Monday, September 21, 2009

Book Review: Rome's Greatest Defeat

Two thousand years ago this month the Roman Army in Lower Germany, three legions strong with auxiliaries, was was wiped out, almost to a man. The battle of the Teutoburg Forest is one of Rome’s largest and most famous defeats. Until recently very little was known about the battle, even it’s exact location, except for a few second hand reports from Roman authors. Recently a number of archeological discoveries have shed light on this battle.

Rome’s Greatest Defeat: Massacre in the Teutoburg Forest
Adrian Murdoch
Sutton Publishing, 2006

Murdoch's Bread and Circuses Blog
The Blog's Teutoburg Posts

Imperium Konflict Mythos Official 2000th Anniversary site.
Kalkriese Museum

Adrian Murdoch describes the tangle of political, cultural and military affairs that led to this battle and the consequences. The account of the battle is just a chapter but with a judicious reading of the ancient sources and modern research he presents a very common sense account of the events leading up to the battle , the battle, and it‘s consequences.

Lower Germany was in the process of being integrated into the Empire. Murdoch describes this process, involving a forced change in the culture politics and economy of the province. It was always complicated with winners and losers at many levels of socity and sometimes resulting in a revolt, usually defeated with much bloodshed. He tells the story of Sextus Quinctilius Varus a proven governor, able administrator, and competent general who was apparently under orders to speed up the process; and Arminius a German noble, an officer in the Roman army, and secretly a leader of the anti-Roman faction. Arminius managed to set up an alliance of several tribes, despite opposition in his own and the other tribes, while convincing Varus of his loyalty and preparing a trap for the Roman Army. There was a report of a revolt and Varus and the Army set off to deal with it and marched into the carefully laid trap, for three days they fight to escape and are finally annihilated at the recently discovered battle field at Kalkriese. The defeat rocks the Roman world, and the resulting Roman punitive expedition wrecks the hostile tribes for generations. The Romans make no effort reestablish a permanent presence on the east side of the Rhine. The impact of the failure to Romanize German culture has been debated for centuries. Much later Arminius becomes a hero in the development of German nationalism. Arminius gets the rare distinction of being a general who defeated the Romans: but is not killed by Rome or dies in their captivity.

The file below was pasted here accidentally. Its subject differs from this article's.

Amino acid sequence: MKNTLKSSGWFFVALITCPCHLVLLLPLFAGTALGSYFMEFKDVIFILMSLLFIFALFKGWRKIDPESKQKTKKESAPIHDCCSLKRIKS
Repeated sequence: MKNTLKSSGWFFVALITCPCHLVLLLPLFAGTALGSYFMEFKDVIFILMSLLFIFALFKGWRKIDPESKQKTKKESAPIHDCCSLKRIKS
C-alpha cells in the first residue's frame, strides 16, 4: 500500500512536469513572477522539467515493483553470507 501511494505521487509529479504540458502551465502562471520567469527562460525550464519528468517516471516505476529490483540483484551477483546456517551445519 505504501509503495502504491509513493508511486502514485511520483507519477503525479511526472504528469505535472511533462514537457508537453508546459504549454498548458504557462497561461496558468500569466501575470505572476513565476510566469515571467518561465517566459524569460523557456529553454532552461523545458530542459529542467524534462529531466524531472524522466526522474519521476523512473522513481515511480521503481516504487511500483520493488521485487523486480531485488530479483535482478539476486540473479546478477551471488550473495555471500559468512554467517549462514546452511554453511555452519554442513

Defeated generals are always easy targets for blame, Murdoch shows that despite the accusations of incompetence heaped on Varus, he was in fact a competent governor and general, selected for both ability and loyalty the Emperor. He had extensive experience as governor of the tumultus province of Syria. Many of the criticisms of his action are based on 20/20 hindsight but his actions were quite reasonable in the circumstances.

Arminius had learned soldiering from the Romans, but a was also master of the German tribal politics. There were many in the tribes, including members of his own family, who favored cooperation with Romans, ether because they saw an advantage or it was the lesser of two evils. Arminius managed to convince enough of the leadership in the tribes to join him. Since Arminius was a central contact for Roman contact with the Germans he controlled much of the information going to Varus. Murdoch thinks that Varus dismissed the reports that got to him as attempts to draw him into the internal politics of the tribes, which he declined.

Murdoch’s encyclopedic knowledge of the classical world, his easy writing style and common sense analysis provide a clear explanation of the events that is assessable al l readers. This is by far the best of the recent books on this battle that have been published in English. Strongly Recommended.

See Also

Book Review: The Battle That Stopped Rome by Peter Wells
Book Review: Quest for The Lost Legions by Tony Benn

The Advance Guard Fiction

Book Review: Eagle in the Snow
Book Review: The Fall of the Roman Empire

Analysis and opinion.

What happened, this is my assessment.

Possible Route of Roamn Army 9 AD Teutoburg Forest

One thing is certain is that Varus did not get his route from Google Maps, but it is a best case close approximation and gives an idea of what was involved. [See comment from Delta V] He was moving to put down a revolt was in what is now the northern Netherlands or extreme northwest Germany. It is sixty kilometers from Minden to Kalkriese and another ten to Bramsche. 100 kilometers more to the legionary fortress at Haltern or 150 kilometers to the base at Xanten on the Rhine, He would have been expecting to march for about six hours 20 to 24 kilomters a day with column of about 12,000 solidiers, at least the same number of camp followers and 5000 horses or oxen. Quite possibly the advance guard would be marking the evenings camp as the rear guard was exiting last nights camp. Given the large amount of equipment they carried they would have at most five days of food.